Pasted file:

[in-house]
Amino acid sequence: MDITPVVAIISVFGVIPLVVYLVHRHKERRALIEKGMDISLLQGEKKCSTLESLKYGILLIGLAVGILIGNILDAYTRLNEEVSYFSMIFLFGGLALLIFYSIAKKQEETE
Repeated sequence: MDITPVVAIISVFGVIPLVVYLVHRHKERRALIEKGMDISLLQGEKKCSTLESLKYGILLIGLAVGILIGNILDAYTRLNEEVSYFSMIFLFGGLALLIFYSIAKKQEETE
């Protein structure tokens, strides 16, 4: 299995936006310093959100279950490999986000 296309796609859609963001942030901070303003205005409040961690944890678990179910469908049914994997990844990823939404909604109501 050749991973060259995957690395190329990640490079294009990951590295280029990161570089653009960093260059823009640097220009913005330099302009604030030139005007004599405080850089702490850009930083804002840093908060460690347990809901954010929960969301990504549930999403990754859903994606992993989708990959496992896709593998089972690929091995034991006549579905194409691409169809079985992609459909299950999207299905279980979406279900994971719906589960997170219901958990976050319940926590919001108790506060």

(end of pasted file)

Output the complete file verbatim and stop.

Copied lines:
[in-house]
Amino acid sequence: MDITPVVAIISVFGVIPLVVYLVHRHKERRALIEKGMDISLLQGEKKCSTLESLKYGILLIGLAVGILIGNILDAYTRLNEEVSYFSMIFLFGGLALLIFYSIAKKQEETE
Repeated sequence: MDITPVVAIISVFGVIPLVVYLVHRHKERRALIEKGMDISLLQGEKKCSTLESLKYGILLIGLAVGILIGNILDAYTRLNEEVSYFSMIFLFGGLALLIFYSIAKKQEETE
């Protein structure tokens, strides 16, 4: 299995936006310093959100279950490999986000 296309796609859609963001942030901070303003205005409040961690944890678990179910469908049914994997990844990823939404909604109501 050749991973060259995957690395190329990640490079294009990951590295280029990161570089653009960093260059823009640097220009913005330099302009604030030139005007004599405080850089702490850009930083804002840093908060460690347990809901954010929960969301990504549930999403990754859903994606992993989708990959496992896709593998089972690929091995034991006549579905194409691409169809079985992609459909299950999207299905279980979406279900994971719906589960997170219901958990976050319940926590919001108790506060």